A run-in with a skunk

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Frequently while we are out delivering our newspapers, we see, hear and smell all kinds of wildlife. Last week, we posted about seeing a mule deer doe and her baby, we even posted a great picture of the two of them. Most of the time though, we are not so lucky to capture pictures of the creatures we see, which is the case of the skunk Al stumbled upon last night.

As mentioned above, we included smell and boy do we smell a lot of skunks while we are out. Everyone once and awhile we will see them from our cars but never face to face. That all changed last night! Al was delivering papers in a very large apartment complex and as she walked around a corner, there was a skunk standing in the middle of the sidewalk. EEEEKKKK! We startled each other! Al took a step back and the skunk slowly turned around and showed her its lovely raised tail and tush. Al stood still and silently pleaded with the skunk to not spray her. Luckily her prayers were answered and the skunk crept into the bushes and Al continued on with her delivery.

This interaction led to some research about skunks that we thought we would share with you:

  • Skunks can be found from the southern parts of Canada, throughout most of the United States and into the northern parts of Mexico.
  • They have great sense of smell and hearing but poor eyesight. They can only see about 10 feet in front of them.
  • They can spray a target 10 feet away (Al was definitely in the spray zone).
  • Skunks are omnivorous.

Hopefully one day we will be able to capture a photo of a skunk without being sprayed!

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Porcupine at the TFOB: Quills, Porcupettes, and Homeward Bound

Porcupine at the TFOB: Quills, Porcupettes, and Homeward Bound

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The next animal in our Tucson Festival of Books roundup is Rue, a North American Porcupine, and a resident of the Arizona Sonora Desert Museum. Thank you to Robin Kropp, Education Specialist from the Museum, for taking the time to show us Rue!

Rue is around six years old and guess where she was found… Downtown Tucson, on a porch! Being a desert dweller for most of my life, that really surprised me. I never would have guessed porcupines lived in Tucson.

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north american porcupine, porcupine, tucson festival of books, arizona sonora desert museum
Yummy yummy snacks!

Rue weighs about 22 pounds. North American Porcupine’s can vary in size and color depending on where they live. You can see a map of the range of the North American Porcupine on National Museum of Natural History’s website.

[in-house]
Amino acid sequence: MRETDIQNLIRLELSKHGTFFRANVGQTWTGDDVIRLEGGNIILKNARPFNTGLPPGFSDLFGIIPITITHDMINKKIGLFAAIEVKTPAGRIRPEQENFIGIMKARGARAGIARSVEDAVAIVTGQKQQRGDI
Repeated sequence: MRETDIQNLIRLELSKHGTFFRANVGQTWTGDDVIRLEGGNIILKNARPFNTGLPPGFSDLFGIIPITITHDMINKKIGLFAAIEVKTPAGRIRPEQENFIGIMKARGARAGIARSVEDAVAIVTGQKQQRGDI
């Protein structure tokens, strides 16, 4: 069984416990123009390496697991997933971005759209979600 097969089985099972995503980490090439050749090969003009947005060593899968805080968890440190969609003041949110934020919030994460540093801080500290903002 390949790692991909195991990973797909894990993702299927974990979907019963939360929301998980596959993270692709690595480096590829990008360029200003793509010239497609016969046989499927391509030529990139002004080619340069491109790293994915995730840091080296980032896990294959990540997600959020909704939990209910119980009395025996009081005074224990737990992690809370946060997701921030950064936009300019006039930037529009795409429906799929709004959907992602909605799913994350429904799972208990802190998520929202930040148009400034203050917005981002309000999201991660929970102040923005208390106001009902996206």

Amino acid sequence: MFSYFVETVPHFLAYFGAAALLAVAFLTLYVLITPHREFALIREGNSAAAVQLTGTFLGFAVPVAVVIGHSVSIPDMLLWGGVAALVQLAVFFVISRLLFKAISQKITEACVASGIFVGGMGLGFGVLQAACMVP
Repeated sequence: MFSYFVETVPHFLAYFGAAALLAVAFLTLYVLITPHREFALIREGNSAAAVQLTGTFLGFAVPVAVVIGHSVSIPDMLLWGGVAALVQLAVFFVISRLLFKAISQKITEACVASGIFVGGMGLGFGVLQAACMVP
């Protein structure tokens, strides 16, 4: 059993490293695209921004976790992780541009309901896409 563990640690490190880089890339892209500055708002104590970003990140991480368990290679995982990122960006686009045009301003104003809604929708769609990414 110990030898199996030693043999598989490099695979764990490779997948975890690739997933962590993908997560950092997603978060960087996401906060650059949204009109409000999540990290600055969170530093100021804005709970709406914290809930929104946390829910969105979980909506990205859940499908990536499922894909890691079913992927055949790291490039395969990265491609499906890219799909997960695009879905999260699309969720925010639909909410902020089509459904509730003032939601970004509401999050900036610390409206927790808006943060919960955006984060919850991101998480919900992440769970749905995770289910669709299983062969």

In the southern United States, like in Tucson, these porcupines are smaller and of lighter color than those that live further north.

north american porcupine, porcupine, tucson festival of books, arizona sonora desert museum

As soon as Rue stepped out of her kennel, I fell in love with her. I felt like the emoji with hearts in her eyes. You know, like this: ?.

Look at Rue’s precious face! Look at it!

Porcupines can live 15-18 years. In the wild, these tree-climbing rodents consume the sweet inner bark of trees, bugs, leaves and flowers. Porcupines can retreat up trees to escape predators or wedge themselves into a hole and use their quills as protection.

north american porcupine, porcupine, tucson festival of books, arizona sonora desert museum
I love corn on the cob! How did you know?

A brief digression, for all you porcupine lovers:

Rue’s quills are hollow and have small barbs on the end, which allow the quills to burrow deep into the predator’s flesh. A porcupine has about 30,000 quills all over her body except her face, belly and paws. They shed their quills like hair and regenerate more.

north american porcupine, porcupine, tucson festival of books, arizona sonora desert museum

Porcupines usually give birth to one porcupette, but occasionally have two porcupettes. That’s really what they’re called!

The young are soft when they are born and then the quills harden a couple days after birth. Porcupines are very solitary animals and not very attentive to their young. These creatures do not have a good sense of sight however they have an excellent sense of smell.

north american porcupine, porcupine, tucson festival of books, arizona sonora desert museum
Carrots are pretty delicious, too!

I read a funny thing on Wikipedia about porcupines, but couldn’t find it’s original source. Usually that means I won’t quote it, but I think this is too funny to pass up.

“The porcupine is the only native North American mammal with antibiotics in its skin. Those antibiotics prevent infection when a porcupine falls out of a tree and is stuck with its own quills upon hitting the ground. Porcupines fall out of trees fairly often because they are highly tempted by the tender buds and twigs at the ends of the branches.”

Isn’t that adorable/cute/sad/adorable? Not sure if it’s true, but definitely adorable

What do you think of the beautiful Rue? Of porcupines in general?

One of my favorite memories of porcupines is from the movie, Homeward Bound: The Incredible Journey. Did you ever see that movie?


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